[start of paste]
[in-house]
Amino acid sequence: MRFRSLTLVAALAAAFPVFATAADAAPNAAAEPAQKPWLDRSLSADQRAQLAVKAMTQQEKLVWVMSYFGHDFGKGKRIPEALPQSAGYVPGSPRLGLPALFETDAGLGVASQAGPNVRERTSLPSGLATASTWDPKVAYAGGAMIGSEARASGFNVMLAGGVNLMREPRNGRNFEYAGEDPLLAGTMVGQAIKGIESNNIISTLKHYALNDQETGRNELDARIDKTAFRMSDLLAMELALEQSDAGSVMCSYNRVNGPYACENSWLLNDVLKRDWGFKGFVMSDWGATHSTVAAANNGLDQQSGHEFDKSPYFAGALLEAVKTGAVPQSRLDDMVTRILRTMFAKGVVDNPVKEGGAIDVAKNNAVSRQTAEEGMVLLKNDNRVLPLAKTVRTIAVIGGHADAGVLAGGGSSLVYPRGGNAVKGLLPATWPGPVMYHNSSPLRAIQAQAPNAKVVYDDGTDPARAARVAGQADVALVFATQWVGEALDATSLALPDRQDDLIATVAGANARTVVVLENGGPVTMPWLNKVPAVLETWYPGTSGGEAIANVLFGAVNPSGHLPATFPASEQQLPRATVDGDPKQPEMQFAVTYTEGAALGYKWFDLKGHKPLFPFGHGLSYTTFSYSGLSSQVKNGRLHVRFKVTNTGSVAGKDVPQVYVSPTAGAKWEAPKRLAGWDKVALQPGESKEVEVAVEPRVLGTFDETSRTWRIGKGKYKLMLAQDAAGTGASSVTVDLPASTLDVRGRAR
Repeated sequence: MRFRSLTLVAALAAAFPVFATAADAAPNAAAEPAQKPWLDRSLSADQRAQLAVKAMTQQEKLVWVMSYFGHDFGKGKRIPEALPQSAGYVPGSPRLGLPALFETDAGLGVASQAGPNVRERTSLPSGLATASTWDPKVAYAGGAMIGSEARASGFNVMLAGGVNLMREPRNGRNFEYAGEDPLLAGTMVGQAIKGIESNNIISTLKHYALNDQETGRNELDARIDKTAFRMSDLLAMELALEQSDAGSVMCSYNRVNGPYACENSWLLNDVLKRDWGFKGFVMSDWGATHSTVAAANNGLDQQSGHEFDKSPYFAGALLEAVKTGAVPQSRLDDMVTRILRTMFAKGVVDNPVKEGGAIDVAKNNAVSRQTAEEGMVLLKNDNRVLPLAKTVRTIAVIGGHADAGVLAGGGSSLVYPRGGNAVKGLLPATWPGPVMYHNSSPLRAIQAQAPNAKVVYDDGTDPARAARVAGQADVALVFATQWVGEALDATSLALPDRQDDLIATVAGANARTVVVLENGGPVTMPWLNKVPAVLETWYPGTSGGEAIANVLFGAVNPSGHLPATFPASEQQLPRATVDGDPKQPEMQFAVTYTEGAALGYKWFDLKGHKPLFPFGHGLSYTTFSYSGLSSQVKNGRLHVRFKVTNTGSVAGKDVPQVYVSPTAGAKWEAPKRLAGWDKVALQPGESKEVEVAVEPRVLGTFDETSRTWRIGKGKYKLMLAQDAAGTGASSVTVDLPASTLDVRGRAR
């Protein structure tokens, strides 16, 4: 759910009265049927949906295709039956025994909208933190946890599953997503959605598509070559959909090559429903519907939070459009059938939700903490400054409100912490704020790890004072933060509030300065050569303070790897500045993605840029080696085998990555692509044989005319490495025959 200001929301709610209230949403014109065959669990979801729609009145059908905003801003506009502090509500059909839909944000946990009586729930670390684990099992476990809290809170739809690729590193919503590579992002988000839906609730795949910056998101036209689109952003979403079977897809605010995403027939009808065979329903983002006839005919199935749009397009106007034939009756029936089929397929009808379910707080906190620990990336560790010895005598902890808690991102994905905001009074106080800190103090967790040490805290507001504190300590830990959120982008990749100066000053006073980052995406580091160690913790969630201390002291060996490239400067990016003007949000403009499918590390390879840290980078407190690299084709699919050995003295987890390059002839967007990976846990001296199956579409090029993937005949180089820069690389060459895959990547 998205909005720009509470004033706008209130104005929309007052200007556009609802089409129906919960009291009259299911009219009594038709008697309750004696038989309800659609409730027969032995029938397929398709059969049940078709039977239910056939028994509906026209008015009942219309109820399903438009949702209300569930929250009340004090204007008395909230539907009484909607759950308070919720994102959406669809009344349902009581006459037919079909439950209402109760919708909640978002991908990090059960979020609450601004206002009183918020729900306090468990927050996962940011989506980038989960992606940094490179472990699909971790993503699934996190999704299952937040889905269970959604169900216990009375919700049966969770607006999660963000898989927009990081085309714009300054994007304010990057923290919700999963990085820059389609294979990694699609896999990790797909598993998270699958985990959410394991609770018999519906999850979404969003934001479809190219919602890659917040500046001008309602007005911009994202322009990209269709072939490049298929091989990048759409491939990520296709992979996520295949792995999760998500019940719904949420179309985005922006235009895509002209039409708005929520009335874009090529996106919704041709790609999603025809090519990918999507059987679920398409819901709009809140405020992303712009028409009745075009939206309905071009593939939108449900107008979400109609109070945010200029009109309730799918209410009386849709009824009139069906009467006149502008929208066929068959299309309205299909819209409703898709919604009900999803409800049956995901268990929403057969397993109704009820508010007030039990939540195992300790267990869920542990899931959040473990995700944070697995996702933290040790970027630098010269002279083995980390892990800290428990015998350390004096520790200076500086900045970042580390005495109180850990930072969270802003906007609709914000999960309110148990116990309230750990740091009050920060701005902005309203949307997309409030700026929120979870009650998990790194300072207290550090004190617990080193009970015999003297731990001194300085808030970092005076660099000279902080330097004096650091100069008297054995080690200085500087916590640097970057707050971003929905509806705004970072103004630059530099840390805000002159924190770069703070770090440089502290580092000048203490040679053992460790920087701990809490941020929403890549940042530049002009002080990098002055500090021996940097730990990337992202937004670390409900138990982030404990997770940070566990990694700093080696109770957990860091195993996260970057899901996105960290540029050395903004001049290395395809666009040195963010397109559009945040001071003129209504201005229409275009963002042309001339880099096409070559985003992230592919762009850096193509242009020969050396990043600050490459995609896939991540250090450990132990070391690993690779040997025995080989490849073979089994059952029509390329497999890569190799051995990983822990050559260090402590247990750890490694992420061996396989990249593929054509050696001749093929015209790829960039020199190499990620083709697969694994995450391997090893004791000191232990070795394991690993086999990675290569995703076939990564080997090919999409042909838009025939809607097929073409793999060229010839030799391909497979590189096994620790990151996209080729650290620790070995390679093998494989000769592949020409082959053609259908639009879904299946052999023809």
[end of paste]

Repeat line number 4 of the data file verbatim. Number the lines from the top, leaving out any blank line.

């Protein structure tokens, strides 16, 4: 759910009265049927949906295709039956025994909208933190946890599953997503959605598509070559959909090559429903519907939070459009059938939700903490400054409100912490704020790890004072933060509030300065050569303070790897500045993605840029080696085998990555692509044989005319490495025959 200001929301709610209230949403014109065959669990979801729609009145059908905003801003506009502090509500059909839909944000946990009586729930670390684990099992476990809290809170739809690729590193919503590579992002988000839906609730795949910056998101036209689109952003979403079977897809605010995403027939009808065979329903983002006839005919199935749009397009106007034939009756029936089929397929009808379910707080906190620990990336560790010895005598902890808690991102994905905001009074106080800190103090967790040490805290507001504190300590830990959120982008990749100066000053006073980052995406580091160690913790969630201390002291060996490239400067990016003007949000403009499918590390390879840290980078407190690299084709699919050995003295987890390059002839967007990976846990001296199956579409090029993937005949180089820069690389060459895959990547 998205909005720009509470004033706008209130104005929309007052200007556009609802089409129906919960009291009259299911009219009594038709008697309750004696038989309800659609409730027969032995029938397929398709059969049940078709039977239910056939028994509906026209008015009942219309109820399903438009949702209300569930929250009340004090204007008395909230539907009484909607759950308070919720994102959406669809009344349902009581006459037919079909439950209402109760919708909640978002991908990090059960979020609450601004206002009183918020729900306090468990927050996962940011989506980038989960992606940094490179472990699909971790993503699934996190999704299952937040889905269970959604169900216990009375919700049966969770607006999660963000898989927009990081085309714009300054994007304010990057923290919700999963990085820059389609294979990694699609896999990790797909598993998270699958985990959410394991609770018999519906999850979404969003934001479809190219919602890659917040500046001008309602007005911009994202322009990209269709072939490049298929091989990048759409491939990520296709992979996520295949792995999760998500019940719904949420179309985005922006235009895509002209039409708005929520009335874009090529996106919704041709790609999603025809090519990918999507059987679920398409819901709009809140405020992303712009028409009745075009939206309905071009593939939108449900107008979400109609109070945010200029009109309730799918209410009386849709009824009139069906009467006149502008929208066929068959299309309205299909819209409703898709919604009900999803409800049956995901268990929403057969397993109704009820508010007030039990939540195992300790267990869920542990899931959040473990995700944070697995996702933290040790970027630098010269002279083995980390892990800290428990015998350390004096520790200076500086900045970042580390005495109180850990930072969270802003906007609709914000999960309110148990116990309230750990740091009050920060701005902005309203949307997309409030700026929120979870009650998990790194300072207290550090004190617990080193009970015999003297731990001194300085808030970092005076660099000279902080330097004096650091100069008297054995080690200085500087916590640097970057707050971003929905509806705004970072103004630059530099840390805000002159924190770069703070770090440089502290580092000048203490040679053992460790920087701990809490941020929403890549940042530049002009002080990098002055500090021996940097730990990337992202937004670390409900138990982030404990997770940070566990990694700093080696109770957990860091195993996260970057899901996105960290540029050395903004001049290395395809666009040195963010397109559009945040001071003129209504201005229409275009963002042309001339880099096409070559985003992230592919762009850096193509242009020969050396990043600050490459995609896939991540250090450990132990070391690993690779040997025995080989490849073979089994059952029509390329497999890569190799051995990983822990050559260090402590247990750890490694992420061996396989990249593929054509050696001749093929015209790829960039020199190499990620083709697969694994995450391997090893004791000191232990070795394991690993086999990675290569995703076939990564080997090919999409042909838009025939809607097929073409793999060229010839030799391909497979590189096994620790990151996209080729650290620790070995390679093998494989000769592949020409082959053609259908639009879904299946052999023809």